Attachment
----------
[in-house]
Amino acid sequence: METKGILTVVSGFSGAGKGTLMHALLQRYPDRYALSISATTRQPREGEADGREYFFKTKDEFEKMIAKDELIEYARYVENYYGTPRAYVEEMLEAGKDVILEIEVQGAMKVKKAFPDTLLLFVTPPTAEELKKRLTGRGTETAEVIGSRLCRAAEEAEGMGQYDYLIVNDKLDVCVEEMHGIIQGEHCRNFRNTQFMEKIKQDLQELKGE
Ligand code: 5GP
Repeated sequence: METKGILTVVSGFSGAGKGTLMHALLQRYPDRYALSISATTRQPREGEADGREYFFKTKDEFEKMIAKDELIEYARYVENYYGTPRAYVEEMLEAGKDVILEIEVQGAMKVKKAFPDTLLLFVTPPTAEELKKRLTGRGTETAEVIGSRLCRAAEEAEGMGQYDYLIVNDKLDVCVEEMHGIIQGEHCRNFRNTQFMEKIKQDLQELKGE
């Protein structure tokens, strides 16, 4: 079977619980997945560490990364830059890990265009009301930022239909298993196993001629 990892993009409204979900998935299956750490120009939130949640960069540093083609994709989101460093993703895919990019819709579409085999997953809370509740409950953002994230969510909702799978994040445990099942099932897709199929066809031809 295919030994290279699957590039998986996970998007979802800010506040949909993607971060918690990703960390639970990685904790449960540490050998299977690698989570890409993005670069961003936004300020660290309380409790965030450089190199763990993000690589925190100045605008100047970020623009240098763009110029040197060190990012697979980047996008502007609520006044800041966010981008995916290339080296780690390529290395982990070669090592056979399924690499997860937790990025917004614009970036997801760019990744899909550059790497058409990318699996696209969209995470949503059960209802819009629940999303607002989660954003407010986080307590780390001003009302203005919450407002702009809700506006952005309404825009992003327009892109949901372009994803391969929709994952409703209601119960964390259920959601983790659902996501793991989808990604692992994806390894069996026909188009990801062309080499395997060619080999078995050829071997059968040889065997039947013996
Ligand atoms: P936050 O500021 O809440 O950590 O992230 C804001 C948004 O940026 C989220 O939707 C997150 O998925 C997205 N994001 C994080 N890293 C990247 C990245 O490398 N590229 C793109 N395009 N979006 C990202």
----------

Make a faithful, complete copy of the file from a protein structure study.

[in-house]
Amino acid sequence: METKGILTVVSGFSGAGKGTLMHALLQRYPDRYALSISATTRQPREGEADGREYFFKTKDEFEKMIAKDELIEYARYVENYYGTPRAYVEEMLEAGKDVILEIEVQGAMKVKKAFPDTLLLFVTPPTAEELKKRLTGRGTETAEVIGSRLCRAAEEAEGMGQYDYLIVNDKLDVCVEEMHGIIQGEHCRNFRNTQFMEKIKQDLQELKGE
Ligand code: 5GP
Repeated sequence: METKGILTVVSGFSGAGKGTLMHALLQRYPDRYALSISATTRQPREGEADGREYFFKTKDEFEKMIAKDELIEYARYVENYYGTPRAYVEEMLEAGKDVILEIEVQGAMKVKKAFPDTLLLFVTPPTAEELKKRLTGRGTETAEVIGSRLCRAAEEAEGMGQYDYLIVNDKLDVCVEEMHGIIQGEHCRNFRNTQFMEKIKQDLQELKGE
């Protein structure tokens, strides 16, 4: 079977619980997945560490990364830059890990265009009301930022239909298993196993001629 990892993009409204979900998935299956750490120009939130949640960069540093083609994709989101460093993703895919990019819709579409085999997953809370509740409950953002994230969510909702799978994040445990099942099932897709199929066809031809 295919030994290279699957590039998986996970998007979802800010506040949909993607971060918690990703960390639970990685904790449960540490050998299977690698989570890409993005670069961003936004300020660290309380409790965030450089190199763990993000690589925190100045605008100047970020623009240098763009110029040197060190990012697979980047996008502007609520006044800041966010981008995916290339080296780690390529290395982990070669090592056979399924690499997860937790990025917004614009970036997801760019990744899909550059790497058409990318699996696209969209995470949503059960209802819009629940999303607002989660954003407010986080307590780390001003009302203005919450407002702009809700506006952005309404825009992003327009892109949901372009994803391969929709994952409703209601119960964390259920959601983790659902996501793991989808990604692992994806390894069996026909188009990801062309080499395997060619080999078995050829071997059968040889065997039947013996
Ligand atoms: P936050 O500021 O809440 O950590 O992230 C804001 C948004 O940026 C989220 O939707 C997150 O998925 C997205 N994001 C994080 N890293 C990247 C990245 O490398 N590229 C793109 N395009 N979006 C990202």